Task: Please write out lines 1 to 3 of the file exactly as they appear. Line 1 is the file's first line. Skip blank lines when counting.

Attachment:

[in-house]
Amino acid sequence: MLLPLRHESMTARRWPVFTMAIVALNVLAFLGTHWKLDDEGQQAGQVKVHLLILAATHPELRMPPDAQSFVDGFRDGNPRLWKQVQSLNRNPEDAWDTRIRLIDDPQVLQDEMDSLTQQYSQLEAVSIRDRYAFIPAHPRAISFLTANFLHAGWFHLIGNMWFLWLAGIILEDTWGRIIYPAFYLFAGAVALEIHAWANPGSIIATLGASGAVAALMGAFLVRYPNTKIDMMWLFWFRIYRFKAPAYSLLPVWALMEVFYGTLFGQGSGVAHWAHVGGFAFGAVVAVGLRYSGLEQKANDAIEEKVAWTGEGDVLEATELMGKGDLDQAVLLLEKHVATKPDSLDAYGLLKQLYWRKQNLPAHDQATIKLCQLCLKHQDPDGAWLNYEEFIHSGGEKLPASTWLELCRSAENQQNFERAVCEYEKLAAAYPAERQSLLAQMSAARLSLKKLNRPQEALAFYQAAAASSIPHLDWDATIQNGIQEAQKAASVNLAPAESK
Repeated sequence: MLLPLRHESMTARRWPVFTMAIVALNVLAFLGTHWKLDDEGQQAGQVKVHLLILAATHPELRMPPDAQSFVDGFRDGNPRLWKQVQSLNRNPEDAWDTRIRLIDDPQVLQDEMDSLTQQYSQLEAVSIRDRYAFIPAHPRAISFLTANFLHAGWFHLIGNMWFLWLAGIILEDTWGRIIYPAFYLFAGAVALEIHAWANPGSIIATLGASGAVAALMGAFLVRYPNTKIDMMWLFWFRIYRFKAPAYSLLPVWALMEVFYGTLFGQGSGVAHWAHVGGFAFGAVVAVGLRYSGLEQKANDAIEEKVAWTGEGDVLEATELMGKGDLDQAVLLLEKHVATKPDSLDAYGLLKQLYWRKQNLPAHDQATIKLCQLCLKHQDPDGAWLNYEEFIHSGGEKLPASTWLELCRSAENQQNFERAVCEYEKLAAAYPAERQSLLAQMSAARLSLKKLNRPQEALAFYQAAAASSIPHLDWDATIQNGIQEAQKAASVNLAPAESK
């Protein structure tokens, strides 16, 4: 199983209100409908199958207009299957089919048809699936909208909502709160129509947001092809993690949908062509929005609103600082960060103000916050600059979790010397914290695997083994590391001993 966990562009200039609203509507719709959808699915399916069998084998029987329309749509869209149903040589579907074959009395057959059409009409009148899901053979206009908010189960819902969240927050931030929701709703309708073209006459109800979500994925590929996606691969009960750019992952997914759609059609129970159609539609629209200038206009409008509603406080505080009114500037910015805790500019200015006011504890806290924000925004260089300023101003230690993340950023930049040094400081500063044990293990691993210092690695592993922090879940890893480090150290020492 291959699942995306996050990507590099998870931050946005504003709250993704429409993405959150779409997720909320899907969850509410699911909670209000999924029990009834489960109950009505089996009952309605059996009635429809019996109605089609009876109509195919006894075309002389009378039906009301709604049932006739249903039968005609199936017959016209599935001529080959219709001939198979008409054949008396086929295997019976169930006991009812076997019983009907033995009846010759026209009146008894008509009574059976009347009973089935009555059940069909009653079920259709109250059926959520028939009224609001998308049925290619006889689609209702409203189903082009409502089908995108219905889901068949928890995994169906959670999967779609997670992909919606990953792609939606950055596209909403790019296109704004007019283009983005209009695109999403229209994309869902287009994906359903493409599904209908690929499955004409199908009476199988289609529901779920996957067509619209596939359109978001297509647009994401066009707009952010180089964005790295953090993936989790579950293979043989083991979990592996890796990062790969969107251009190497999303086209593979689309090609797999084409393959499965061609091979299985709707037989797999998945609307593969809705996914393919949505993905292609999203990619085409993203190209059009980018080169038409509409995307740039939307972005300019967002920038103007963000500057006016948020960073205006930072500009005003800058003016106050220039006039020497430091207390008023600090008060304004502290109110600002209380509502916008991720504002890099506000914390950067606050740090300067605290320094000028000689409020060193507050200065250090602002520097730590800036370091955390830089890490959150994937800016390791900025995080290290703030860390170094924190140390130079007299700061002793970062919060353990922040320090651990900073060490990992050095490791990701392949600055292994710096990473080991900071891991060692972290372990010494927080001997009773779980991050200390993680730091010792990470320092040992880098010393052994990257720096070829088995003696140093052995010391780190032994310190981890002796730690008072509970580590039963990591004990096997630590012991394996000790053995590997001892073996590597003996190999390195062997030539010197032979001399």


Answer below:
[in-house]
Amino acid sequence: MLLPLRHESMTARRWPVFTMAIVALNVLAFLGTHWKLDDEGQQAGQVKVHLLILAATHPELRMPPDAQSFVDGFRDGNPRLWKQVQSLNRNPEDAWDTRIRLIDDPQVLQDEMDSLTQQYSQLEAVSIRDRYAFIPAHPRAISFLTANFLHAGWFHLIGNMWFLWLAGIILEDTWGRIIYPAFYLFAGAVALEIHAWANPGSIIATLGASGAVAALMGAFLVRYPNTKIDMMWLFWFRIYRFKAPAYSLLPVWALMEVFYGTLFGQGSGVAHWAHVGGFAFGAVVAVGLRYSGLEQKANDAIEEKVAWTGEGDVLEATELMGKGDLDQAVLLLEKHVATKPDSLDAYGLLKQLYWRKQNLPAHDQATIKLCQLCLKHQDPDGAWLNYEEFIHSGGEKLPASTWLELCRSAENQQNFERAVCEYEKLAAAYPAERQSLLAQMSAARLSLKKLNRPQEALAFYQAAAASSIPHLDWDATIQNGIQEAQKAASVNLAPAESK
Repeated sequence: MLLPLRHESMTARRWPVFTMAIVALNVLAFLGTHWKLDDEGQQAGQVKVHLLILAATHPELRMPPDAQSFVDGFRDGNPRLWKQVQSLNRNPEDAWDTRIRLIDDPQVLQDEMDSLTQQYSQLEAVSIRDRYAFIPAHPRAISFLTANFLHAGWFHLIGNMWFLWLAGIILEDTWGRIIYPAFYLFAGAVALEIHAWANPGSIIATLGASGAVAALMGAFLVRYPNTKIDMMWLFWFRIYRFKAPAYSLLPVWALMEVFYGTLFGQGSGVAHWAHVGGFAFGAVVAVGLRYSGLEQKANDAIEEKVAWTGEGDVLEATELMGKGDLDQAVLLLEKHVATKPDSLDAYGLLKQLYWRKQNLPAHDQATIKLCQLCLKHQDPDGAWLNYEEFIHSGGEKLPASTWLELCRSAENQQNFERAVCEYEKLAAAYPAERQSLLAQMSAARLSLKKLNRPQEALAFYQAAAASSIPHLDWDATIQNGIQEAQKAASVNLAPAESK